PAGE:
Apart from smoking and tipping, there are very few other topics which spark debate like what to wear onboard. It seems that everyone and their great aunt has a view on whether you should dress up onboard.
Which is why when Cunard – regarded as the most formal of all the lines – announces today that it is “loosening” its dress code for the non-formal nights all hell breaks loose.
Within three hours of posting the news on our sister Facebook site we had 61 comments and counting; some for, some against.
MD Peter Shanks first floated the idea on the Cruise Critic message boards about a month ago, in response to a question by billyvegas which asked (quite pointedly):
“Are you going to Kill the Cunard that most returning guests know and love by reducing the Formality of the dress code?”
To which Shanks responded: “I can certainly reassure you that Cunard will not give up our Formal Evenings.”
But he added: “I sense as we go forward, whilst maintaining the Formal nights then we may see the Elegant Casual approach becoming more popular and a chance to relax as we would going out with friends at home.”
This was confirmed today with a press release from the line which stated that the strict policy of a jacket and tie at all times would be “loosened”.
So what was a slightly confusing dress code for the remaining nights – a mixture of ‘elegant casual’ (jacket but no tie for men) and ‘semi-formal’ (jacket and tie for men, cocktail dresses for ladies) – have now been replaced with plain ‘informal’, which means men must still wear a jacket but a tie isn’t required.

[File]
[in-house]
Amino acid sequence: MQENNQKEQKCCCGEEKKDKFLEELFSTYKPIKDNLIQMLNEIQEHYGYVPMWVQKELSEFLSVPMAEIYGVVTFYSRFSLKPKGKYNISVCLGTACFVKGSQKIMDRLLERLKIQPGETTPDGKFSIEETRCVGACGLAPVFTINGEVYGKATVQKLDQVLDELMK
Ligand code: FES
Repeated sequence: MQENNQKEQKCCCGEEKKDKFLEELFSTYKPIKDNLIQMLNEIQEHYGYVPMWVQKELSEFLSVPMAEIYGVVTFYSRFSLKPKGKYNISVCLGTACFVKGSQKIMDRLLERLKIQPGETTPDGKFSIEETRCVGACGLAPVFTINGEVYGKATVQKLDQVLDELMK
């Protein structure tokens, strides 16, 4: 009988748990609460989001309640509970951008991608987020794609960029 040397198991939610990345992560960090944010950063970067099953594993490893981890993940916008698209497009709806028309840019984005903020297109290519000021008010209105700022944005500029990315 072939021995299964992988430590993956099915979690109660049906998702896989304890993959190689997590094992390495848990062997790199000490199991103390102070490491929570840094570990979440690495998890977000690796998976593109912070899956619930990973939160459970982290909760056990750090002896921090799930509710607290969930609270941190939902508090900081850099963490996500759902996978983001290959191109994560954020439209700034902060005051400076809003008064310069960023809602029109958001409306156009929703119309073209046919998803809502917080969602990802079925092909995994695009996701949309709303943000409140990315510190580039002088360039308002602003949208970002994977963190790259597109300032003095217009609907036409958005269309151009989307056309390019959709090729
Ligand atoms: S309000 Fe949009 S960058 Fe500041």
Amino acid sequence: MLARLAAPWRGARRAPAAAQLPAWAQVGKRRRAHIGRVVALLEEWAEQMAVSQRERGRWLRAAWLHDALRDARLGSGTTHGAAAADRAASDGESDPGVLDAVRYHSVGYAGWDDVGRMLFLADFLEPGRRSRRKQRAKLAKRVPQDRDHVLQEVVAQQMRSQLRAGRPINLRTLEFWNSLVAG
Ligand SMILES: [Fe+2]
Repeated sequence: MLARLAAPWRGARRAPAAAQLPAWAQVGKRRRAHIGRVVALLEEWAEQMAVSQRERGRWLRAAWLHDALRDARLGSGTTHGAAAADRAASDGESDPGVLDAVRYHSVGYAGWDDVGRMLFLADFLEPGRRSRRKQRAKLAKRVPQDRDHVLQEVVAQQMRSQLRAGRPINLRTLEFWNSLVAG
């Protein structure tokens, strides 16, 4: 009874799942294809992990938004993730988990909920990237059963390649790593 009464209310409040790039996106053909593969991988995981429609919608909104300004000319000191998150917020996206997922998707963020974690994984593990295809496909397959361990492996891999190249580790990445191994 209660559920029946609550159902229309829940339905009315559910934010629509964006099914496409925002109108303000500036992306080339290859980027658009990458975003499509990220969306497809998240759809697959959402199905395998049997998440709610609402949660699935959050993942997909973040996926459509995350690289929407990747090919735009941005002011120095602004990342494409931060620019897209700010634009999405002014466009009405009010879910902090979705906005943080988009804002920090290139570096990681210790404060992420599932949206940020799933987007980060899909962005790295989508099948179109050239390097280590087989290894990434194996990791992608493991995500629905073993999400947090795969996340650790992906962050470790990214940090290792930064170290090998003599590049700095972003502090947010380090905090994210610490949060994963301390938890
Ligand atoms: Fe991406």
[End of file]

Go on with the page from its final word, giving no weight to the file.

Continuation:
OK so this is hardly radical stuff, and I doubt we will see anyone walking around in shorts, flip-flops and string vests anytime soon. However, it does mark a significant shift for what many regarded as the last bastion of traditional cruising.
So is this a naked play to attract new to cruisers and get hip with the times?
Back to Peter Shanks on the boards in response to a question from charliedarlymple who asked: “As your loyal customer base ages, do you plan to make any changes in order to market the Cunard brand to a younger generation of cruisers?”
Shanks replied: “We have a growing number of younger guests coming to Cunard Line – but we focius on making the experience appeal to a wide range of ages. In the summer we see a lot of younger families – our Childre’s Clubs are terrific – but we do not go out to really attract families – they find us thankfully.”
So over to you – should Cunard be admired for moving with the times? Or has it lost touch with its core values?
Let us know what you think.
What not to wear on your next cruise.